An approach to distributed collaborative science learning in a multicultural setting
Dorado, Alicia Martínez
de Verjovsky, Janet Paul
Guzman, Maria Luisa
Waldegg, Guillermina C.
PublisherDepartment of Educational Sciences, University of Cyprus
Place of publicationCY - Λευκωσία
SourceCBLIS Conference Proceedings 2003 Volume I: New Technologies and their applications in education
Google Scholar check
MetadataShow full item record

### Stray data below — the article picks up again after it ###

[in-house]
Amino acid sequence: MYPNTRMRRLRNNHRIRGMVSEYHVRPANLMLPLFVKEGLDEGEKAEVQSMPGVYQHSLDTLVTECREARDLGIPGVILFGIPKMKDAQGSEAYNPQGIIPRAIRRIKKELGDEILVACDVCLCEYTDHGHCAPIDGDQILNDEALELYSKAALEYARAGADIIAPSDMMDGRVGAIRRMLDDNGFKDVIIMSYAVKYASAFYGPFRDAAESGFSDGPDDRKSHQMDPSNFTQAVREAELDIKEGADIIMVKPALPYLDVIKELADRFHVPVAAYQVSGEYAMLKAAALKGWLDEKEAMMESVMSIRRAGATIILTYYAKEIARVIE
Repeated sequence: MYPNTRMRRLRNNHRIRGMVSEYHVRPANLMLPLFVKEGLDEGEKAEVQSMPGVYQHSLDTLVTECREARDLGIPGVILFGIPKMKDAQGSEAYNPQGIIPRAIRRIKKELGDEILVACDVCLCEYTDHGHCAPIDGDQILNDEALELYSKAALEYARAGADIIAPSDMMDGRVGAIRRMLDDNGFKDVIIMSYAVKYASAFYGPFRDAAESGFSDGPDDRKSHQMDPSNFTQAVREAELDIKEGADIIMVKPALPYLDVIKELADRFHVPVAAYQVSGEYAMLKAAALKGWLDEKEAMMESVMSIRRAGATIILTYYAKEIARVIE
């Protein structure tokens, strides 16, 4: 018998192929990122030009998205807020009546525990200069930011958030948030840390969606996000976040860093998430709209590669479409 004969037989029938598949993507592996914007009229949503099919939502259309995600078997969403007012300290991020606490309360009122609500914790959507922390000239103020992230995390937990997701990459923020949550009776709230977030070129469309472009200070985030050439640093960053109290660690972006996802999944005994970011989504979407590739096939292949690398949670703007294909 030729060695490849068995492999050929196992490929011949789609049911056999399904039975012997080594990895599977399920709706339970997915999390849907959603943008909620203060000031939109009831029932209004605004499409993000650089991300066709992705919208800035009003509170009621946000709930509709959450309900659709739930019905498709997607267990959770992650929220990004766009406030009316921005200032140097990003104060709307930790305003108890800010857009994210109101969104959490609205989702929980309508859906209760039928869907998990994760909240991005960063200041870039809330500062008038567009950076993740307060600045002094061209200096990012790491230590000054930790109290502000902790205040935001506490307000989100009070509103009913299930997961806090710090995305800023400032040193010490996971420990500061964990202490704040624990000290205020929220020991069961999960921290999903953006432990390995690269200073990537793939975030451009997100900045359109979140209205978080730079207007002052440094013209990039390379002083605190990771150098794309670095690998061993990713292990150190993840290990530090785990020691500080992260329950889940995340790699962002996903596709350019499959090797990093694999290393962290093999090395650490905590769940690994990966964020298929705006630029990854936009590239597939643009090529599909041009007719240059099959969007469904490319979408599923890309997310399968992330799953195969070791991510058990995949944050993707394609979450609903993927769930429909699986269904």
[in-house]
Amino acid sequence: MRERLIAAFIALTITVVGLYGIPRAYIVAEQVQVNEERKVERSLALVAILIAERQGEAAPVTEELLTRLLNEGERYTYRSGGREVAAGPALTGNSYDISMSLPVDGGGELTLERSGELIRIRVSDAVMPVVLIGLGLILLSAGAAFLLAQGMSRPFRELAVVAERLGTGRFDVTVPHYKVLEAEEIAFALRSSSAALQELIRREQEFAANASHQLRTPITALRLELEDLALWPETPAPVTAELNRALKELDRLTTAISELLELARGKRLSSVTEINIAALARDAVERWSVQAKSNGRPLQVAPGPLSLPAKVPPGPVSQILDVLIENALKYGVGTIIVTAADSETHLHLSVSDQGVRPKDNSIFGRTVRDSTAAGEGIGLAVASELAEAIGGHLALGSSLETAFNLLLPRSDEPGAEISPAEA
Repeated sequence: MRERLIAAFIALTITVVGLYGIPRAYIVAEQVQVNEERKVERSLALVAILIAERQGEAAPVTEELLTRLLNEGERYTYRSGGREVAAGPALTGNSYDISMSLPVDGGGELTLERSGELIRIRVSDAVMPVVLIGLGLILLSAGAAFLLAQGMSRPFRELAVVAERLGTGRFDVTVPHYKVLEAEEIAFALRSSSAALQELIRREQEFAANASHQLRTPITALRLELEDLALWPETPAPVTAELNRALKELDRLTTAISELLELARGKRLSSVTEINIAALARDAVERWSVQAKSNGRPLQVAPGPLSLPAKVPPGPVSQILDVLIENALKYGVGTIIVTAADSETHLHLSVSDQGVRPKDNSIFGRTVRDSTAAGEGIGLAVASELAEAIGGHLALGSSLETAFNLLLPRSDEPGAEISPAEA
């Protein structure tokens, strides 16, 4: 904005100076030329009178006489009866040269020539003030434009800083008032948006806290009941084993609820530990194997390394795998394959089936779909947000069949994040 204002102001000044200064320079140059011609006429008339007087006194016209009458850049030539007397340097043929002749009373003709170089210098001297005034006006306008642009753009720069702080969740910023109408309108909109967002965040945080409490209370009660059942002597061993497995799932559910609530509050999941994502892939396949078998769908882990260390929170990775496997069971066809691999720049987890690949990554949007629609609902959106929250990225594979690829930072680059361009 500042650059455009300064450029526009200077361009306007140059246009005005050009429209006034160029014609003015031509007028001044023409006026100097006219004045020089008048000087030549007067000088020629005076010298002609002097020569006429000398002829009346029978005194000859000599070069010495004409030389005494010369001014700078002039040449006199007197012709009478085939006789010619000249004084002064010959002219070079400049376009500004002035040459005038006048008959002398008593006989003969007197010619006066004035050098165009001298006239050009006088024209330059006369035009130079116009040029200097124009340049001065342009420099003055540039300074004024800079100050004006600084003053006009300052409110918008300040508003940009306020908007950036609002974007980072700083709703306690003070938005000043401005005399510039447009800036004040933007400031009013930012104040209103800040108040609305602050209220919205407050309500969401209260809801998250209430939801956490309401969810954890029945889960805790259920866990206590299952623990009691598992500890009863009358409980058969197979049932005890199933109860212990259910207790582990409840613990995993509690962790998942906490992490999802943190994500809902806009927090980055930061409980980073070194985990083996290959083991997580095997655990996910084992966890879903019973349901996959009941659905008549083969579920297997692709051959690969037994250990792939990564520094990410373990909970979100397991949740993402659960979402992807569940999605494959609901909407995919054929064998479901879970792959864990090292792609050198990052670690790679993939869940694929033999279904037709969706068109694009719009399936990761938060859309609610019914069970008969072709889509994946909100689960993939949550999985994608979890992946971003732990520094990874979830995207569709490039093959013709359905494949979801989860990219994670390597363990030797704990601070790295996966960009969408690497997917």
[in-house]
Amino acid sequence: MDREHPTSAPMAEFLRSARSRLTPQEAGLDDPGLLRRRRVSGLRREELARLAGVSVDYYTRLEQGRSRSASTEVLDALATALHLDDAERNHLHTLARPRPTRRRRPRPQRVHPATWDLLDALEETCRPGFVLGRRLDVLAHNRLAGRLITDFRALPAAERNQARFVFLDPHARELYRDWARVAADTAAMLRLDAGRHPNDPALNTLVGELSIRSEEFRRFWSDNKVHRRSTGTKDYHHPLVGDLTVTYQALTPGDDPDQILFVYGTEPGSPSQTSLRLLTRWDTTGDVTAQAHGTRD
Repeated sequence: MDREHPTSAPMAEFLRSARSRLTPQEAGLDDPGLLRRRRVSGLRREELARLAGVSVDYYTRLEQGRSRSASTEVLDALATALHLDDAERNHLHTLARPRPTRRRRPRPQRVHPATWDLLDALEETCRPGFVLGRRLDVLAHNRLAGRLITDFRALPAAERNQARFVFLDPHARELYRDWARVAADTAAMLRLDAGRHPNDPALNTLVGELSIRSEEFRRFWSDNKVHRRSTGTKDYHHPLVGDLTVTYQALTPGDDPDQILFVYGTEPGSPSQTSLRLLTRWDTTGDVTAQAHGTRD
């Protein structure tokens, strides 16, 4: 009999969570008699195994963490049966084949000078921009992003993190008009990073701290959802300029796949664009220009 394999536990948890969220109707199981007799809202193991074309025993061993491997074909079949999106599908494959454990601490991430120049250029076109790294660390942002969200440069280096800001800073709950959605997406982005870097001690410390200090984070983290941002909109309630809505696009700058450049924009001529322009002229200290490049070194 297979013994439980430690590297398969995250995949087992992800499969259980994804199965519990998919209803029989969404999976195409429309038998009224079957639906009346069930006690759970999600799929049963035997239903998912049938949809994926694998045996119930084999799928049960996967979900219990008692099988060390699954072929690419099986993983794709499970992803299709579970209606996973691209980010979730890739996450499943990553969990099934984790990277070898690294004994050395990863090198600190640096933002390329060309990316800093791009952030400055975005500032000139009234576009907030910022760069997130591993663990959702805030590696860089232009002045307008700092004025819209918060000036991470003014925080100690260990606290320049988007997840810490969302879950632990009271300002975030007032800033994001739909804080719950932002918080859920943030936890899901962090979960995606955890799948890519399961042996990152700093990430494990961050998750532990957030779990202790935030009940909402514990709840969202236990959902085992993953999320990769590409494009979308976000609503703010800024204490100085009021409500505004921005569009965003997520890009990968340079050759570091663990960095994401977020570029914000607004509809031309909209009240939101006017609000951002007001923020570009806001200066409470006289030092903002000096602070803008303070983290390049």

There is growing interest among educators in studying communities of learning and practice, particularly those supporting a social construction of knowledge through collaboration assisted by information technologies. We are currently investigating one such community in the context of high-school science. Researchers, graduate students and high-school teachers and their students, from schools and universities in Canada and Mexico, set out in fall 2000 to work on the general topic of integrating concepts in science school subjects. Once a “prototype” community is established, it becomes a “terrain” where different aspects can be studied: how do collaborative technologies work, what knowledge production and representation processes occur, what do the products of knowledge construction show and, very importantly, what characteristics of the community can be generalised for the establishment of other, self-sustaining (as opposed to externally supported) communities. The set up of the proposed “prototype” distributed science learning community was therefore an essential yet far from trivial first step. This was done in two stages: a pilot phase, in Winter-Spring 2001, and a full-implementation stage in the 2001-2002 year. Over 250 students are participating in the current year. The research efforts are focused on aspects of motivation toward science, scientific careers and IT; science process skills; cultural factors influencing performance on this kind of distributed collaborative approach; and teacher appropriation of the approach. This article focuses on the process of setting up the community and the lessons learned.